Like other studies, this one has its limitations. For instance, the researchers did not determine whether interest levels worked in tandem with boredom to engender creativity. But it does echo arguments made by psychologists and experts who recommend that children be bored in the summer, as Quartz’s Olivia Goldhill has reported, so that they can develop the “internal stimulus” necessary to be truly creative.

Sandi Mann, a psychologist at the University of Central Lancashire, also draws connections between boredom and imaginativeness in her book  The Upside of Downtime: Why Boredom Is Good (Little Brown, 2018). She makes another point that feels relevant to the work world, which is that not having moments when we’re feeling disinterested or unmoved—and still—would make our lives exhausting. “Imagine a world where we didn’t get bored,” Mann told the science news site Nautilus.“We’d be perpetually excited by everything—raindrops falling, the cornflakes at breakfast time.”

Boredom can also lead to risky behavior, self-medicating, or depression

Before we get carried away, or bored to tears, harnessing this potential tool for motivation, it should be noted that boredom is best experienced in moderation. Studies have shown that too much of it can drive people to self-medicate with drugs or alcohol, the authors report. It can even set the stage for violent behavior.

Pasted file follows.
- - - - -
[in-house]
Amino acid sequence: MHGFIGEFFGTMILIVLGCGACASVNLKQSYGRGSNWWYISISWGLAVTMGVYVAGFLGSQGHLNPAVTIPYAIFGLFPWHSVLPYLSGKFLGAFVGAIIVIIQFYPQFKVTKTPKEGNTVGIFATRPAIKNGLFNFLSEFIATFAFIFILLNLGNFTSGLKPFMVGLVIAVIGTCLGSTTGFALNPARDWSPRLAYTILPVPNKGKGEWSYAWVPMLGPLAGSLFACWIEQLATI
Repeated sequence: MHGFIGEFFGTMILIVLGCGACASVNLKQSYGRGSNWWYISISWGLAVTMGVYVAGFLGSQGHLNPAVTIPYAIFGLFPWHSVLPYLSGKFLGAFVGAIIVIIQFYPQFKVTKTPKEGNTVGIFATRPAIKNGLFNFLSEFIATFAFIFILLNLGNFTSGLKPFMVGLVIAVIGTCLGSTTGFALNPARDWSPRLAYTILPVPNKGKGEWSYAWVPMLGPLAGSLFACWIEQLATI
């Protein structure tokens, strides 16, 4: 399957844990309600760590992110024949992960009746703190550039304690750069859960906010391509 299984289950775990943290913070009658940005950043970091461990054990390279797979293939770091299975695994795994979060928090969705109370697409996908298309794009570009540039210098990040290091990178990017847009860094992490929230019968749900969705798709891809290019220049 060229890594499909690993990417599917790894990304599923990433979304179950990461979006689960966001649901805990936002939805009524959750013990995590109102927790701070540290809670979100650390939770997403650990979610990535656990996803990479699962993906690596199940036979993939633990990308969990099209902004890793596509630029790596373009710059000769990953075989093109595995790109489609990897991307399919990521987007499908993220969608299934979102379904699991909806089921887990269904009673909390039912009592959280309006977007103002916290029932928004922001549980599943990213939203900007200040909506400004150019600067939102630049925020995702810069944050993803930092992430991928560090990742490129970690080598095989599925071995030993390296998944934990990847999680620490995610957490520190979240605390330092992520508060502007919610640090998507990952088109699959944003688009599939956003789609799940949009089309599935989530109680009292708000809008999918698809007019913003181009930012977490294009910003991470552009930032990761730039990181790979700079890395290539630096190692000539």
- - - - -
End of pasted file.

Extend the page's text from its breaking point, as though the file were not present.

For some people, even a short spell of boredom can be intolerable: Recall the study that found some individuals would rather shock themselves repeatedly than sit alone in a room with their thoughts and do nothing.

Finally, excessive boredom can lead to depression and distress, which is one of the reasons it’s considered a huge risk to send humans on a mission to Mars. As The Week writes, “Unlike in Star Trek: The Next Generation, astronauts won’t be able to kill time in the holodeck. Instead, they’ll be crammed into a tiny spacecraft for eight months as they traverse space, which would be like being trapped in the world’s most expensive jail cell.” Astronauts would have a hard time following standard procedures if they become depressed, and bored ones might— even without conscious awareness—create risks that would require critical responses, just to kill time.

How to make use of your sense of blasé

The ultimate takeaway for today’s earthbound employees is to at least stop being afraid of downtime and to develop appreciation for routine tasks that you might otherwise feel are beneath you. But before you attempt to “use” boredom, i.e., by scheduling a mundane duty before one that requires uninhibited thinking, it’s important to know thyself. Will the lull and opportunity to daydream lead to more expansive, unguarded thinking, what the late philosopher Bertrand Russell called “fruitful monotony“? Or will your motivation to do any work be shut down?

For employers, the authors propose a curious application that would cost less than trendy nap pods or “recharge rooms” meant to give tired brains a break from intense concentration. Instead, they suggest, “it might be worthwhile to equip these areas with bowls of colored beans.”